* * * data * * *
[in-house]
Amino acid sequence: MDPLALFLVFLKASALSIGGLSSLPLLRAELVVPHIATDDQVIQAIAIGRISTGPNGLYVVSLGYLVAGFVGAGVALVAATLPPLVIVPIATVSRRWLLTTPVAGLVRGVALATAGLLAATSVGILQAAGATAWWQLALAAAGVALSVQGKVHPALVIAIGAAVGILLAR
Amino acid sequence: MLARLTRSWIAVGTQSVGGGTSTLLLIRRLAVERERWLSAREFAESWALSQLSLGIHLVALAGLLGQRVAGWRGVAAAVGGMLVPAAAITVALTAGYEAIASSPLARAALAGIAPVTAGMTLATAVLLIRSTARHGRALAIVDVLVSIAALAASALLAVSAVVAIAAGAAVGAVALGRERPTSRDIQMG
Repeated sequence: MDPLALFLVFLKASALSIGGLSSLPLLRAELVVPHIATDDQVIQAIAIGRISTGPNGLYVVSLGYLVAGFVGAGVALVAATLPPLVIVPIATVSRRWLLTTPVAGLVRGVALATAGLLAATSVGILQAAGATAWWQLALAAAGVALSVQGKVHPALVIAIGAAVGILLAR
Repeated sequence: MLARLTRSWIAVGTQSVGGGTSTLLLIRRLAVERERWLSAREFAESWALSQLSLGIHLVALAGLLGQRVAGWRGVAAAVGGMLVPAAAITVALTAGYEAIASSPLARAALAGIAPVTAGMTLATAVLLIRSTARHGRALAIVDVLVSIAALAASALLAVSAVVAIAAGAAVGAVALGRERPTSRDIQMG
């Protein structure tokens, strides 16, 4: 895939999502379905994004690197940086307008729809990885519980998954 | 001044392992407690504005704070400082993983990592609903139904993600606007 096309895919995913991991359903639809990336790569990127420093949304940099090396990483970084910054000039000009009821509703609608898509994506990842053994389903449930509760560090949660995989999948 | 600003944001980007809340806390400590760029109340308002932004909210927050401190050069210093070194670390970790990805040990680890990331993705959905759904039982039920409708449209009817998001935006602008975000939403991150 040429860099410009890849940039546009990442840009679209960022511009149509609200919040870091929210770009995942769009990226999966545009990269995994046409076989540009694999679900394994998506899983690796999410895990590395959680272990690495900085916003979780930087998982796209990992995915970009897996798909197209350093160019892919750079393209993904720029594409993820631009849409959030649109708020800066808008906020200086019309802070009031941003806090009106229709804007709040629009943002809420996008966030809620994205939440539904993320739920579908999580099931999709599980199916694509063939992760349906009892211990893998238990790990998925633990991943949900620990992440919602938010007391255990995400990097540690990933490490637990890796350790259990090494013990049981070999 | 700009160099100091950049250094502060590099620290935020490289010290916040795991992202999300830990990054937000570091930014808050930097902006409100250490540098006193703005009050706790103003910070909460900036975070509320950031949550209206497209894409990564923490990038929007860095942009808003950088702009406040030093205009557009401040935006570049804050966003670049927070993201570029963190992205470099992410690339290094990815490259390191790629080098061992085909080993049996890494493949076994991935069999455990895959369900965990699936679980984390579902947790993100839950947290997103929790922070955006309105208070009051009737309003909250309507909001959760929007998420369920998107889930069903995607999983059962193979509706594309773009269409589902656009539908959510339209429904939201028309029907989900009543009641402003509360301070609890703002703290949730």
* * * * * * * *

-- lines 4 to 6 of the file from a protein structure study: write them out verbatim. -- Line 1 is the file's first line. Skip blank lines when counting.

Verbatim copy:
Repeated sequence: MDPLALFLVFLKASALSIGGLSSLPLLRAELVVPHIATDDQVIQAIAIGRISTGPNGLYVVSLGYLVAGFVGAGVALVAATLPPLVIVPIATVSRRWLLTTPVAGLVRGVALATAGLLAATSVGILQAAGATAWWQLALAAAGVALSVQGKVHPALVIAIGAAVGILLAR
Repeated sequence: MLARLTRSWIAVGTQSVGGGTSTLLLIRRLAVERERWLSAREFAESWALSQLSLGIHLVALAGLLGQRVAGWRGVAAAVGGMLVPAAAITVALTAGYEAIASSPLARAALAGIAPVTAGMTLATAVLLIRSTARHGRALAIVDVLVSIAALAASALLAVSAVVAIAAGAAVGAVALGRERPTSRDIQMG
């Protein structure tokens, strides 16, 4: 895939999502379905994004690197940086307008729809990885519980998954 | 001044392992407690504005704070400082993983990592609903139904993600606007 096309895919995913991991359903639809990336790569990127420093949304940099090396990483970084910054000039000009009821509703609608898509994506990842053994389903449930509760560090949660995989999948 | 600003944001980007809340806390400590760029109340308002932004909210927050401190050069210093070194670390970790990805040990680890990331993705959905759904039982039920409708449209009817998001935006602008975000939403991150 040429860099410009890849940039546009990442840009679209960022511009149509609200919040870091929210770009995942769009990226999966545009990269995994046409076989540009694999679900394994998506899983690796999410895990590395959680272990690495900085916003979780930087998982796209990992995915970009897996798909197209350093160019892919750079393209993904720029594409993820631009849409959030649109708020800066808008906020200086019309802070009031941003806090009106229709804007709040629009943002809420996008966030809620994205939440539904993320739920579908999580099931999709599980199916694509063939992760349906009892211990893998238990790990998925633990991943949900620990992440919602938010007391255990995400990097540690990933490490637990890796350790259990090494013990049981070999 | 700009160099100091950049250094502060590099620290935020490289010290916040795991992202999300830990990054937000570091930014808050930097902006409100250490540098006193703005009050706790103003910070909460900036975070509320950031949550209206497209894409990564923490990038929007860095942009808003950088702009406040030093205009557009401040935006570049804050966003670049927070993201570029963190992205470099992410690339290094990815490259390191790629080098061992085909080993049996890494493949076994991935069999455990895959369900965990699936679980984390579902947790993100839950947290997103929790922070955006309105208070009051009737309003909250309507909001959760929007998420369920998107889930069903995607999983059962193979509706594309773009269409589902656009539908959510339209429904939201028309029907989900009543009641402003509360301070609890703002703290949730």